MISO warns ‘immediate and serious’ challenges are threatening reliability  

The regional grid operator to which Minnesota belongs, the Midcontinent Independent Systems Operator (MISO), issued its latest Reliability Imperative report warning that the nation’s electric grid faces several immediate and serious challenges.

MISO CEO John Bear wrote this statement at the beginning of the Reliability Imperative document:

Studies conducted by MISO and other entities indicate it is possible to reliably operate an electric system that has far fewer conventional power plants and far more zero-carbon resources than we have today. However, the transition that is underway to get to a decarbonized end state is posing material, adverse challenges to electric reliability.

A key risk is that many existing “dispatchable” resources that can be turned on and off and adjusted as needed are being replaced with weather-dependent resources such as wind and solar that have materially different characteristics and capabilities. While wind and solar produce needed clean energy, they lack certain key reliability attributes that are needed to keep the grid reliable every hour of the year.

Although several emerging technologies may someday change that calculus, they are not yet proven at grid scale. Meanwhile, efforts to build new dispatchable resources face headwinds from government regulations and policies, as well as prevailing investment criteria for financing new energy projects. Until new technologies become viable, we will continue to need dispatchable resources for reliability purposes.

But fleet change is not the only challenge we face. Extreme weather events have become more frequent and severe. Supply chain and permitting issues beyond MISO’s control are delaying many new reliabilitycritical generation projects that are otherwise fully approved. Large single-site load additions, such as energy-intensive production facilities or data centers, may not be reliably served with existing or planned resources. Incremental load growth due to electric vehicles and other aspects of electrification is exerting new pressure on the grid. And neighboring grid systems are becoming more interdependent and reliant on each other, highlighting the need for more interregional planning such as the Joint Targeted Interconnection Queue study that MISO conducted with Southwest Power Pool.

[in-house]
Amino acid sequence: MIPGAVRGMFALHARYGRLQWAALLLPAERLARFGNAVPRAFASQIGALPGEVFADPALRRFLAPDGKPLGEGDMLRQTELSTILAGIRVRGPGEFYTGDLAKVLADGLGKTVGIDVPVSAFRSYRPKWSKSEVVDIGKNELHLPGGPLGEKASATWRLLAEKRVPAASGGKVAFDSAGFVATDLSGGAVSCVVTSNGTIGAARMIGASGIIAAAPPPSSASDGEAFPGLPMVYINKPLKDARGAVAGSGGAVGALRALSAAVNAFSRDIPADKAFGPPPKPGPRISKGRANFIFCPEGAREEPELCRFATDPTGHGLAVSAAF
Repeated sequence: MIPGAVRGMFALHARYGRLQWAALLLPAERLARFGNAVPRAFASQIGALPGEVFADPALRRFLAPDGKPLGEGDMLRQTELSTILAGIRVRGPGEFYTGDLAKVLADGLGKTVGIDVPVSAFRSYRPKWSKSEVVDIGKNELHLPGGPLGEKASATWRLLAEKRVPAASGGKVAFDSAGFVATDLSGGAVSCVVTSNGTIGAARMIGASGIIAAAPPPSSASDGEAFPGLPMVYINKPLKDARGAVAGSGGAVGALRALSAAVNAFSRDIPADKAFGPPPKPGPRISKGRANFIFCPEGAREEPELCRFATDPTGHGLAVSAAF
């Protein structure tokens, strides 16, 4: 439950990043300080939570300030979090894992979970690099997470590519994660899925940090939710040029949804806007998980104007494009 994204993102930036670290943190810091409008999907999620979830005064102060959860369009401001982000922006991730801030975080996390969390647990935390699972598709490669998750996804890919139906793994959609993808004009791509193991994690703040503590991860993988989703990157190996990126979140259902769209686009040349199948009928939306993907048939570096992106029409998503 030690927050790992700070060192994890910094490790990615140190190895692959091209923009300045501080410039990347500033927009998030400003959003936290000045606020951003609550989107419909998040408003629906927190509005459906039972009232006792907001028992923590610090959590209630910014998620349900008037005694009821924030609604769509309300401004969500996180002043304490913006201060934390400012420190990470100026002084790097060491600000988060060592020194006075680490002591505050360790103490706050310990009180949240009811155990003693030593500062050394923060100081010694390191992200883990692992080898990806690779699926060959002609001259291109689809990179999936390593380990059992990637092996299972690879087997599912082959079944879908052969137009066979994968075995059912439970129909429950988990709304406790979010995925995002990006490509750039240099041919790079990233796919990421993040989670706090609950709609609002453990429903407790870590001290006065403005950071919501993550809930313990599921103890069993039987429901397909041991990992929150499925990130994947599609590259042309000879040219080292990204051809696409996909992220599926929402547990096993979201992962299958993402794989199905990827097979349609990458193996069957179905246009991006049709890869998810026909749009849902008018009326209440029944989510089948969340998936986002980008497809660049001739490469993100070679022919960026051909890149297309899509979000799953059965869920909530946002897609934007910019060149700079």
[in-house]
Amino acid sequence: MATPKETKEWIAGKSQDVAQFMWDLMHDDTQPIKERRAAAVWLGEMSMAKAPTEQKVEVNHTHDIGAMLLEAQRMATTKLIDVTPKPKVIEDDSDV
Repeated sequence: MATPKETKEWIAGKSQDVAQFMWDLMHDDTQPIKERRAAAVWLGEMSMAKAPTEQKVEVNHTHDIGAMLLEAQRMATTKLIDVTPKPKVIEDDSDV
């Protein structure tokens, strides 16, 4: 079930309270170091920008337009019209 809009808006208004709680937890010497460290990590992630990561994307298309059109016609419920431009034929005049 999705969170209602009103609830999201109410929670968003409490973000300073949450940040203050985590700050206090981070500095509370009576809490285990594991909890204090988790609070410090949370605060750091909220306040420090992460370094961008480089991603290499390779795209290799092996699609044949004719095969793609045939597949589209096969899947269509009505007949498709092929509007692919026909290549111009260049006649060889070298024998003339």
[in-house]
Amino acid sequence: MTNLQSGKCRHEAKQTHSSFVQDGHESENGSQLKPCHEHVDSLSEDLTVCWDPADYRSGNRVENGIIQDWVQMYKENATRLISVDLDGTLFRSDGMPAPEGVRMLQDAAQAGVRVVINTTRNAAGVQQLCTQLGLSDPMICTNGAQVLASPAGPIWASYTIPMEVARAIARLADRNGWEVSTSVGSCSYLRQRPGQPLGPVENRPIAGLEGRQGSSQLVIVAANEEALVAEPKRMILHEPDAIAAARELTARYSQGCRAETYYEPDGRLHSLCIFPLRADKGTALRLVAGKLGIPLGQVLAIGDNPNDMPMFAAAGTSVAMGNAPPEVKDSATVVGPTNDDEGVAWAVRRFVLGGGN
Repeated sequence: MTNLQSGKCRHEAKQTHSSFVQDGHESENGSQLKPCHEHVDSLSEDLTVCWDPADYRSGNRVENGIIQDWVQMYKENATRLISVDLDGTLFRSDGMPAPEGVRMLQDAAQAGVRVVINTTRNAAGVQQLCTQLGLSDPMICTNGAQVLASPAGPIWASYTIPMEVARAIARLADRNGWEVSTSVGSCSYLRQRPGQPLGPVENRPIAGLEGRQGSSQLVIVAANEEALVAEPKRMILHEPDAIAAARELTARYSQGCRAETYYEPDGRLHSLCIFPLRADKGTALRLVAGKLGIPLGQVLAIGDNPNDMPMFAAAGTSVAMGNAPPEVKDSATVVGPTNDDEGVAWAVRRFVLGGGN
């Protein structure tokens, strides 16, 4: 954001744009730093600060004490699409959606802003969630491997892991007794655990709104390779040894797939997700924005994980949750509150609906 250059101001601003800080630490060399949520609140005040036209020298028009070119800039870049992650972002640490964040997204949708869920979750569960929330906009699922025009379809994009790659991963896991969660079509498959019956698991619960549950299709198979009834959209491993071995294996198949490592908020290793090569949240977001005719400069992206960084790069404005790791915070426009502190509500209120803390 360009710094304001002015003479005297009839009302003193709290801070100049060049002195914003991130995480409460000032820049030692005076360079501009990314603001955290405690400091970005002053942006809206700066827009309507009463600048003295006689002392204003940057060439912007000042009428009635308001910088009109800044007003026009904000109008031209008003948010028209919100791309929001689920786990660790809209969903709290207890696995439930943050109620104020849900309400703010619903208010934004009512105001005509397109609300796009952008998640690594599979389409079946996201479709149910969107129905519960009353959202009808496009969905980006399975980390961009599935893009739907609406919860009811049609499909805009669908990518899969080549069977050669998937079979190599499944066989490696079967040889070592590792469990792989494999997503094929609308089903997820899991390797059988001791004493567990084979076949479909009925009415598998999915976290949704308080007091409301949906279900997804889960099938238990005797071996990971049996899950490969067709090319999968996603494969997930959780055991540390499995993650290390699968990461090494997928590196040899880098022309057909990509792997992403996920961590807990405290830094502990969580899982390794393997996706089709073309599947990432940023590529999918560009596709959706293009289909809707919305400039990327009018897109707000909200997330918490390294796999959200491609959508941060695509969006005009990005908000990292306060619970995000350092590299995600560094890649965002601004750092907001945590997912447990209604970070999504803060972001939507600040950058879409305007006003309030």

Mr. Bear’s statement on the retirement of dispatchable resources is welcome, but it would have held more weight if he had not equivocated about the possibility of reliably running a grid on carbon-free resources because it gives the general public the impression that wind and solar are feasible.

In many ways, MISO allowed the reliability of the grid to degrade to its current state by refusing to tell the people the truth about the necessity of keeping our coal and nuclear plants online and by obscuring the poor performance of wind and solar.